Kim Krogh Andersen, Product & Technology – Group Executive, Telstra, is speaking on a Panel and Presenting a case study at FutureNet Asia. We recently caught up with Kim to get his thoughts on the topic of his presentation: Industry 4.0 – The growth opportunity from the intersection of Cloud, Edge, 5G, IoT and AI.
Do you think 5G and edge computing will be the cornerstone for many IoT and AI applications and devices?
Absolutely. The inherent capabilities of 5G provide an array of opportunities for the evolution of IoT and AI applications, which are well beyond the possibilities of faster mobile broadband.
The massive density and ultra-low latency of 5G will be the basis for the growth of the Internet of Everything across multiple devices, (such as appliances and accessories), and provide AI and data for automation and monetisation opportunities. Its high bandwidth and speed capabilities also enable large amounts of data to be carried back and forth from these devices for AI/data processing either at the integrated Edge or in the Cloud.
What are your views on how these technologies interlink – do you think that in combination value exceeds that of them individually? If so, in which particular areas?
5G transforms the capability of the mobile network and Edge brings applications closer to the user. 5G brings speed, control and capacity whilst Edge unlocks ultra-low latency for applications. Use cases which require <1ms or even <10ms latency at high bandwidth will need 5G + Edge working in tandem. We will only be able to realise the vision of use cases like fully autonomous vehicles, remote VR to control machinery in real-time and massive IoT deployments driving automated, real-time responses/actions with 5G + Edge in combination.
Which models and use cases are likely to be the most successful?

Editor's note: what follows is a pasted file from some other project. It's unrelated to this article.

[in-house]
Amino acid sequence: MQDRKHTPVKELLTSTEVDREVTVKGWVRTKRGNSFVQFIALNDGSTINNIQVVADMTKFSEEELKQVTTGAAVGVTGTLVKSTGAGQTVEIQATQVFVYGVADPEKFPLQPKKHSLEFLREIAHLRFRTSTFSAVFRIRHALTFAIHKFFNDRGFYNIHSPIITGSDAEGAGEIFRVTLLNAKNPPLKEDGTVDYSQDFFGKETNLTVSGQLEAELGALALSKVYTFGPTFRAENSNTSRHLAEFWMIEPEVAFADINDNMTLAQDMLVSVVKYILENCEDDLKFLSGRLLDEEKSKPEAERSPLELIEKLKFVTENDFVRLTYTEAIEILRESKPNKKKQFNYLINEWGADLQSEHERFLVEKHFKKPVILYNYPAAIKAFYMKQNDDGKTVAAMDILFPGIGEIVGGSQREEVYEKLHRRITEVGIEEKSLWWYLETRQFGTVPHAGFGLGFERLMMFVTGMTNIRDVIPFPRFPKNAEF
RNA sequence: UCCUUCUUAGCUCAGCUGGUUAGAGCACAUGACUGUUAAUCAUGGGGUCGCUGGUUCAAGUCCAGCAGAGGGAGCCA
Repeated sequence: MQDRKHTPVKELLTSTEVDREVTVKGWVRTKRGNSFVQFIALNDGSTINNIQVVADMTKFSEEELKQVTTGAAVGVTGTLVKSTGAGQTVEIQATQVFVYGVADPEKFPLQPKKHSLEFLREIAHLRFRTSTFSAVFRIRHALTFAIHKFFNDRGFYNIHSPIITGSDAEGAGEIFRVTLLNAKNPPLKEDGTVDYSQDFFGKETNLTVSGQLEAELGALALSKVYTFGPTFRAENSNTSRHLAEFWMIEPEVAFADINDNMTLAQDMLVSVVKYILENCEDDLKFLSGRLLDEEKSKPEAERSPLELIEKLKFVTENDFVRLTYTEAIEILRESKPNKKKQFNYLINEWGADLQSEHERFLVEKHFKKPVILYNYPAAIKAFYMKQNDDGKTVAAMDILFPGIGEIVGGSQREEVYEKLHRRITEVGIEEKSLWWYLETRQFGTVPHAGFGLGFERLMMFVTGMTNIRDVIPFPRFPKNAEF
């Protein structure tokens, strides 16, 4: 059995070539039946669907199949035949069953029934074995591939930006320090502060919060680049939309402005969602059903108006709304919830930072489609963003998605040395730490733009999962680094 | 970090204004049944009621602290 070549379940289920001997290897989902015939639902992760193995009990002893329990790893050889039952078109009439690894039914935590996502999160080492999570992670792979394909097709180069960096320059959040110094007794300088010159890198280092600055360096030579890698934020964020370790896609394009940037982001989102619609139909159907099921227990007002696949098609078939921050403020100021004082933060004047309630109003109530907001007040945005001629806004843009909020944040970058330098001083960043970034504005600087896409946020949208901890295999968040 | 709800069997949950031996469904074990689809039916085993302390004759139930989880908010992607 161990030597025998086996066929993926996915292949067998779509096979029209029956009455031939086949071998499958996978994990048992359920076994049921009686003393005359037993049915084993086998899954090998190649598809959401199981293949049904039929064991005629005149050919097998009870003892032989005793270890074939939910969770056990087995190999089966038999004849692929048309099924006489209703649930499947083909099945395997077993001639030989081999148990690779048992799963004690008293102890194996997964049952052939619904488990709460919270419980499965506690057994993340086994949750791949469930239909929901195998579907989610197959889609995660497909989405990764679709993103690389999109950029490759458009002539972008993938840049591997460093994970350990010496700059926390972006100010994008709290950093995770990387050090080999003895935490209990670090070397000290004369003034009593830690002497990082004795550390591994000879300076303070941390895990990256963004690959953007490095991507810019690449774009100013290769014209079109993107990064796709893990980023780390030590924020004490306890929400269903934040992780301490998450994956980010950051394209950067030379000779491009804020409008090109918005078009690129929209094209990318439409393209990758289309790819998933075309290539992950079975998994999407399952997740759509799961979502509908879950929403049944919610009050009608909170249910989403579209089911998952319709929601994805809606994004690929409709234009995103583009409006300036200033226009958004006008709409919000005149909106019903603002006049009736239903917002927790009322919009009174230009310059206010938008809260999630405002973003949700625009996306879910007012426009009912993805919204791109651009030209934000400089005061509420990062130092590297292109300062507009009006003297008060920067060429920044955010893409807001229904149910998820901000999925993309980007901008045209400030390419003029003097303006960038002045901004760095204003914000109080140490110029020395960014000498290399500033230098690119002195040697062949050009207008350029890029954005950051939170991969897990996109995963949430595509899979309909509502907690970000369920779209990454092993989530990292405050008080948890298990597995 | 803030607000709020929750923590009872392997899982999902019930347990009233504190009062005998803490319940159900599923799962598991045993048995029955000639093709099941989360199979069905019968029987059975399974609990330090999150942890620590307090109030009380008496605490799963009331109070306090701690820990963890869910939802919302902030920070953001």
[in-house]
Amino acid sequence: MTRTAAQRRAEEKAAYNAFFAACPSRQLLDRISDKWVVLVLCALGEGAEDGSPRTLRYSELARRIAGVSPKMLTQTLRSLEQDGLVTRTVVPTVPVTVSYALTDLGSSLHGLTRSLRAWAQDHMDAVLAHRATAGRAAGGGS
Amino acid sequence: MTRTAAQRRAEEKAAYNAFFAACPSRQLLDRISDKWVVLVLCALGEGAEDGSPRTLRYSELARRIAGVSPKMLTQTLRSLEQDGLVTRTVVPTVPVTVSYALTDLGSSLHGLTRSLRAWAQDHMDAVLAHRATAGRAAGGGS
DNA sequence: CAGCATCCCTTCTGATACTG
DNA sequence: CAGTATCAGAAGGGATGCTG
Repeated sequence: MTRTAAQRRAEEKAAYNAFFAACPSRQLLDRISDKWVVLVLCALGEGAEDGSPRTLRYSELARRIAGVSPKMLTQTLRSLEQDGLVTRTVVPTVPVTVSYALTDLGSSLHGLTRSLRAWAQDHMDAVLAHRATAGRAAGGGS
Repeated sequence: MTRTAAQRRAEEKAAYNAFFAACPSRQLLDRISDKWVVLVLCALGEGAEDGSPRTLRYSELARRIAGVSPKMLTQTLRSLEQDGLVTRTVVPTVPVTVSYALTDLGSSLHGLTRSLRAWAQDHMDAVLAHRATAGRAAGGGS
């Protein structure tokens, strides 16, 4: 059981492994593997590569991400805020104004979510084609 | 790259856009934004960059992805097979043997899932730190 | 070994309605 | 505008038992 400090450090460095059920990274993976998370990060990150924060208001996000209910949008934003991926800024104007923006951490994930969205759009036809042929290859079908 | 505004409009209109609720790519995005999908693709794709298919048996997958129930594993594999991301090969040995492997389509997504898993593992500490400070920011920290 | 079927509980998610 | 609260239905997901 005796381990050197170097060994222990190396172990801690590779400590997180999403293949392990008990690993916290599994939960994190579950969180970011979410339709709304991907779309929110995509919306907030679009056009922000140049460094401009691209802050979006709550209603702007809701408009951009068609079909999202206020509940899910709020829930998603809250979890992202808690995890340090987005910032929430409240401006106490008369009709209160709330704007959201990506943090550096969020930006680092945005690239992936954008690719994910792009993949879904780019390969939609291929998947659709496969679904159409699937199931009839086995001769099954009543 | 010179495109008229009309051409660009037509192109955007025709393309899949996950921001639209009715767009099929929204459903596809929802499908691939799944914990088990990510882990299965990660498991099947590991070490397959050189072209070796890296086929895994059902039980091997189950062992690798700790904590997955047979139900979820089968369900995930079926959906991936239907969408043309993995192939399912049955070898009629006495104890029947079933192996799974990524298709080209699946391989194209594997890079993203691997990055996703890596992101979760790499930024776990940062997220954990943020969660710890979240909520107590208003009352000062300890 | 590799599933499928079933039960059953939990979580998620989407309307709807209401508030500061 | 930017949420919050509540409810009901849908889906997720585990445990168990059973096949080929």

From a Telstra perspective, there are already a number of examples of relevant use cases for 5G and edge computing. Mobile broadband for low latency streaming is already here, and we have AR and VR for enhanced sports and entertainment experiences (e.g. Telstra’s AR AFL app) now hitting the market. AR and VR will also be a significant benefit to the training, manufacturing and maintenance industries, especially when combined with Digital Twin technologies that we are developing.
From an emergency & protective services perspective, we will see dedicated private 5G network slices with enhanced audio, video and data capabilities. At Telstra, we have also released Network Optimised Products to the market so that some customers can dynamically switch on certain feature enhancements on the go for some use cases (e.g. speed, latency).
APIs will also be a way in which we will be able to innovate and monetise at the pace of technology, tapping ecosystems as a platform and with pure digital programmable engagement with hyperscalers, enterprises and developers.
Are automation and orchestration at the level needed to offer service-defined network slices? If not, when will they be and what needs to happen to get them there?
Technologically speaking, we are already here, and are already somewhat doing this with our Network Optimised Products. With the advent of standalone 5G, we look forward to being able to spin up slices for customers dynamically, providing personalised feature enhancements on the go.
To hear more insight from Kim, join the event and register here